Morita Tea Garden #02: Sayama Sencha, Kakurei

Tea type
Green Tea
Ingredients
Not available
Flavors
Asparagus, Astringent, Freshly Cut Grass, Kale, Lettuce, Marine, Umami, Vegetal
Sold in
Loose Leaf
Caffeine
Not available
Certification
Not available
Edit tea info Last updated by Leafhopper
Average preparation
160 °F / 71 °C 1 min, 0 sec 3 g 4 oz / 120 ml

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  • “I have negligible experience with Japanese green tea, but after reading about the hype surrounding shincha for three years running, I decided to give it a try. Since I had no idea what I was doing,...” Read full tasting note
    73

From Yunomi

The Morita family’s quality sencha is a result of 10 generations of tea farming. Like their Premium Sencha, Suiren (but with smaller leaves), this Sayama region green tea can be steeped to be very astringent with a touch of umami (savoriness) using hot water, or with a great balance between astringency (shibumi) and umami savoriness using warm water.

“The delicate crane”, kakurei, is the mythical crane, a divine animal with the longevity of a thousand years, and a symbol of good fortune. More commonly known by the first character, tsuru 鶴, the crane evokes the magical, majestic power of nature.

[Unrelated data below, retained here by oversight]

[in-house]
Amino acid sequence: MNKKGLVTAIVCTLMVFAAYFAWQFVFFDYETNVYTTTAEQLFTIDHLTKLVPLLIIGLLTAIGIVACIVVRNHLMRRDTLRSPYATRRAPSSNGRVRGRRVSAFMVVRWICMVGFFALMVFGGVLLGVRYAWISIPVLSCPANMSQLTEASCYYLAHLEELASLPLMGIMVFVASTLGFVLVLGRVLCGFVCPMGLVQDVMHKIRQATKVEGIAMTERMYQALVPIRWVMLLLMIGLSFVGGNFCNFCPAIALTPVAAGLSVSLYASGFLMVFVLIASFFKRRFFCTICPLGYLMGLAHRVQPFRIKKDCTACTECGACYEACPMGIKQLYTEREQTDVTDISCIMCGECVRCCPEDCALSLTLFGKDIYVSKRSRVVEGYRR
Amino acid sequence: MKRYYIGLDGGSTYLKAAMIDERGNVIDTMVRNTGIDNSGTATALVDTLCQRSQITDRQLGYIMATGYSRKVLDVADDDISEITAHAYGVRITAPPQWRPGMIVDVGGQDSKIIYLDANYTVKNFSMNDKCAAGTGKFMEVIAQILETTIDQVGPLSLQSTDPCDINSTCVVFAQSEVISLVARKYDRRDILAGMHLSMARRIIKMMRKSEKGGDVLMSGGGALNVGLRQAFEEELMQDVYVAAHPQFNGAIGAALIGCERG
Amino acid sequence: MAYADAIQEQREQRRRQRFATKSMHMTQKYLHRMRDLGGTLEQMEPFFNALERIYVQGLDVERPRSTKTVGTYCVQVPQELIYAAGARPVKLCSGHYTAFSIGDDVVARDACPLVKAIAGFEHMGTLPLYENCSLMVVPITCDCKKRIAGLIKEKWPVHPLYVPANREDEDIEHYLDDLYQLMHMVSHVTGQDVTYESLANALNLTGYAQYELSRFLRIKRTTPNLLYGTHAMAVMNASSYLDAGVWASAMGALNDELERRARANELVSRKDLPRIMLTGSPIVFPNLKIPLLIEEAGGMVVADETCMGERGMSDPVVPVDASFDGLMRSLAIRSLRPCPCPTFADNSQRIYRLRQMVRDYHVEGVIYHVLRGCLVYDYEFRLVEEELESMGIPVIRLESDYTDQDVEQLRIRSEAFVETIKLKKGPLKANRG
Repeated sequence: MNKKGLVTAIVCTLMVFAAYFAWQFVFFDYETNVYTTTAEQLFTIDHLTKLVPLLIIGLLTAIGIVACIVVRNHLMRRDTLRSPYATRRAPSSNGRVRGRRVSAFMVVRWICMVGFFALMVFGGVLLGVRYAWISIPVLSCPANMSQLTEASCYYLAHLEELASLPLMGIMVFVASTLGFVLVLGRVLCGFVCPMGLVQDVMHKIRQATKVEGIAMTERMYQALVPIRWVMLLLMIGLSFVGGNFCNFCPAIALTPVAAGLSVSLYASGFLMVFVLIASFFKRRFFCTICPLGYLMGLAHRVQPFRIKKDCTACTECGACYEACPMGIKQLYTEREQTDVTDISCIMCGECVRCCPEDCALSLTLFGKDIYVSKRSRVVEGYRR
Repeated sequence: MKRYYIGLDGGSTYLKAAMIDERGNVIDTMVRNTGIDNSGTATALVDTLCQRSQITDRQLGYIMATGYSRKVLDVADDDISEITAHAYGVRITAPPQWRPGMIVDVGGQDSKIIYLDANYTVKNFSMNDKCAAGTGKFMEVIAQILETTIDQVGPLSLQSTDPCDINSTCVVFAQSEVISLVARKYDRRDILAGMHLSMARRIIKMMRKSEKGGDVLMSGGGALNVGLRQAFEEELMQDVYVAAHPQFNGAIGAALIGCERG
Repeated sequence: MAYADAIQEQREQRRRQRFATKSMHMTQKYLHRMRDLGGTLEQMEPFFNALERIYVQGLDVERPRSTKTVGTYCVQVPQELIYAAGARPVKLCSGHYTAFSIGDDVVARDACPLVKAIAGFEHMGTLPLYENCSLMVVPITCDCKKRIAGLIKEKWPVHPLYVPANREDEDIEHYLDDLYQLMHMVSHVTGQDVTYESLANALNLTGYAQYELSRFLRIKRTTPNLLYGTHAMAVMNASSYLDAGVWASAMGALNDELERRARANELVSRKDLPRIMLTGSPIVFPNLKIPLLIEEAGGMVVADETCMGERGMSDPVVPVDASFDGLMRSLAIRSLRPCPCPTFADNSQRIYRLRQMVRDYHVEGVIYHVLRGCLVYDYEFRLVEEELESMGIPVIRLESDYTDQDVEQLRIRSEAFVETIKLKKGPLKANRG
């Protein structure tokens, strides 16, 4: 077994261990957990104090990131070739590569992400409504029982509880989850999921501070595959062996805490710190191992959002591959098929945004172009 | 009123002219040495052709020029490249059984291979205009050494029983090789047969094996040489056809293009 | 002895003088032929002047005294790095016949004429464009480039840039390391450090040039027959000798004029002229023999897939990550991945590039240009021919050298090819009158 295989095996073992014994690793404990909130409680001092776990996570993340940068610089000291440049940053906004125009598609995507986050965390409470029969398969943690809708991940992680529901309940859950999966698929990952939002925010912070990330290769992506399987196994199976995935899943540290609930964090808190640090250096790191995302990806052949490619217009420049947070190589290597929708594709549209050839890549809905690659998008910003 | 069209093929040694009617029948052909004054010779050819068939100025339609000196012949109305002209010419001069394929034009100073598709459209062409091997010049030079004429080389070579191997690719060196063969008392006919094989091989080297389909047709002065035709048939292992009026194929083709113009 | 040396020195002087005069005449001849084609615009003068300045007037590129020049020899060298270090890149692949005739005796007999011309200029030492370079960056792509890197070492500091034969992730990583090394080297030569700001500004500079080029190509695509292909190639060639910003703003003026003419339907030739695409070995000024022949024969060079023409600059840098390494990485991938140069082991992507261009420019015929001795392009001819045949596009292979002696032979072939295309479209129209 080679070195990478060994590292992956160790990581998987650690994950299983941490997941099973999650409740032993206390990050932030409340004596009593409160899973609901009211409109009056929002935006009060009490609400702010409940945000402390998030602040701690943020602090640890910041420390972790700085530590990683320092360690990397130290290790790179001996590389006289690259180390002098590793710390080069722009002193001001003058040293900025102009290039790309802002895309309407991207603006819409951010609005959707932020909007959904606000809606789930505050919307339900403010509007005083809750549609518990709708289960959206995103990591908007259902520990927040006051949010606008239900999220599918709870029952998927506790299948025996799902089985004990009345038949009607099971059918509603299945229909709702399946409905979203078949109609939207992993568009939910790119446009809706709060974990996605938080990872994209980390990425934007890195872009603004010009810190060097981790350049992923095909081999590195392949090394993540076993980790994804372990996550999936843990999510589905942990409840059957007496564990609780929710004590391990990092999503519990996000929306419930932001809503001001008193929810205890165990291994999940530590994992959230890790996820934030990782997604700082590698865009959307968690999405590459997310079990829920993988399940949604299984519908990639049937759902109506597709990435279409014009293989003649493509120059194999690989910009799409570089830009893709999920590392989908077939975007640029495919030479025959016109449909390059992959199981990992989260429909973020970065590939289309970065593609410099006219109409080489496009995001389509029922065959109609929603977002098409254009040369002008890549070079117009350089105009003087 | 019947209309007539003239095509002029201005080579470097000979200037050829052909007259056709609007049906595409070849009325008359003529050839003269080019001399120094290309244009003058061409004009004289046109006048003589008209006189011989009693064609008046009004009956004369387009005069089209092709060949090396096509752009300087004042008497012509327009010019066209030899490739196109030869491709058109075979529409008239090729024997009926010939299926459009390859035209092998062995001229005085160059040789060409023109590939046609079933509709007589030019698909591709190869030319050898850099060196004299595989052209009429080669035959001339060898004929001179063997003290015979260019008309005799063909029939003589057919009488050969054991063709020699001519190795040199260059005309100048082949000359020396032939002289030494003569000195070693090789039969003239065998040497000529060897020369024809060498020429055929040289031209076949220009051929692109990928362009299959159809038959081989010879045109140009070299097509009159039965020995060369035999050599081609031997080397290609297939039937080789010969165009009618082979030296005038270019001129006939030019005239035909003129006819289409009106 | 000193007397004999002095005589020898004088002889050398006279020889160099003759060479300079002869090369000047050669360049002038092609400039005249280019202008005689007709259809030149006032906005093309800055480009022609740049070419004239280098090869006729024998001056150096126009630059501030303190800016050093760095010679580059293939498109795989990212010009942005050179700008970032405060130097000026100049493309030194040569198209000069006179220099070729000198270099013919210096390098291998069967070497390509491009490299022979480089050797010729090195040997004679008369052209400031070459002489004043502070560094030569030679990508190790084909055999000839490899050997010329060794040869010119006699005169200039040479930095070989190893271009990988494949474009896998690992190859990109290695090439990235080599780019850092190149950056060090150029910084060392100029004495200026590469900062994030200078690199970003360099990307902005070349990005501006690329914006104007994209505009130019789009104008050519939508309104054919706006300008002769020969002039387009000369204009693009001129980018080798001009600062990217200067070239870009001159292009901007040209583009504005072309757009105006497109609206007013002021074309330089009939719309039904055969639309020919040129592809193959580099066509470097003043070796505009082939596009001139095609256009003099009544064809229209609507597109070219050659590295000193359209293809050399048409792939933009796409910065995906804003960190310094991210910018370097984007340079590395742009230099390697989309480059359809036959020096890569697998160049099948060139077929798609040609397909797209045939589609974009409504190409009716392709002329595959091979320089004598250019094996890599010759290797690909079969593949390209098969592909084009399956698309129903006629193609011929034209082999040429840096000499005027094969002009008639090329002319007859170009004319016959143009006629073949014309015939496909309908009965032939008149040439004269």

Aroma ☆☆
Astringency ☆☆☆☆☆
Sweetness ☆☆☆☆

About Yunomi View company

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1 Tasting Note

73
168 tasting notes

I have negligible experience with Japanese green tea, but after reading about the hype surrounding shincha for three years running, I decided to give it a try. Since I had no idea what I was doing, I bought Yunomi’s five-shincha sampler, plus a Bankoyaki mini kyusu for brewing, figuring that even if I’m not a shincha fan, it would come in handy for gyokuro.

This shincha gives off a grassy and marine aroma, without any other notes that I can pick up. The leaves range from long to fragmented and there’s some powder in the bag. I followed Yunomi’s instructions and steeped about three grams of tea at 158F for one minute, followed by three subsequent one-minute steeps at 176F.

Even at 158F, the astringency is quite noticeable, though not overpowering. Spinach, asparagus, and umami are also present and the tea is brothy and smooth. I’m glad I bought the smallest kyusu available because I suspect I wouldn’t want to drink such a strong tea in quantity.

Increasing the temperature made the tea taste like all the vegetables I assiduously avoided as a kid—kale, Brussels sprouts, and spinach again. The astringency and umami have gotten even more pronounced. This tea tastes healthy, and I’m not sure how I feel about that.

The third steep has a bit less of a kick, but the same basic flavours. The fourth reverts to marine and grassy notes, though they’re much less distinct. This tea also seems to have a large amount of caffeine.

This shincha was a lot “greener” and more assertive than its Chinese counterparts. I might try it at a lower temperature to see if I can coax out some sweetness. It would also be much better as a morning pick-me-up than as an afternoon tea.

Flavors: Asparagus, Astringent, Freshly Cut Grass, Kale, Lettuce, Marine, Umami, Vegetal

Preparation
160 °F / 71 °C 1 min, 0 sec 3 g 4 OZ / 120 ML

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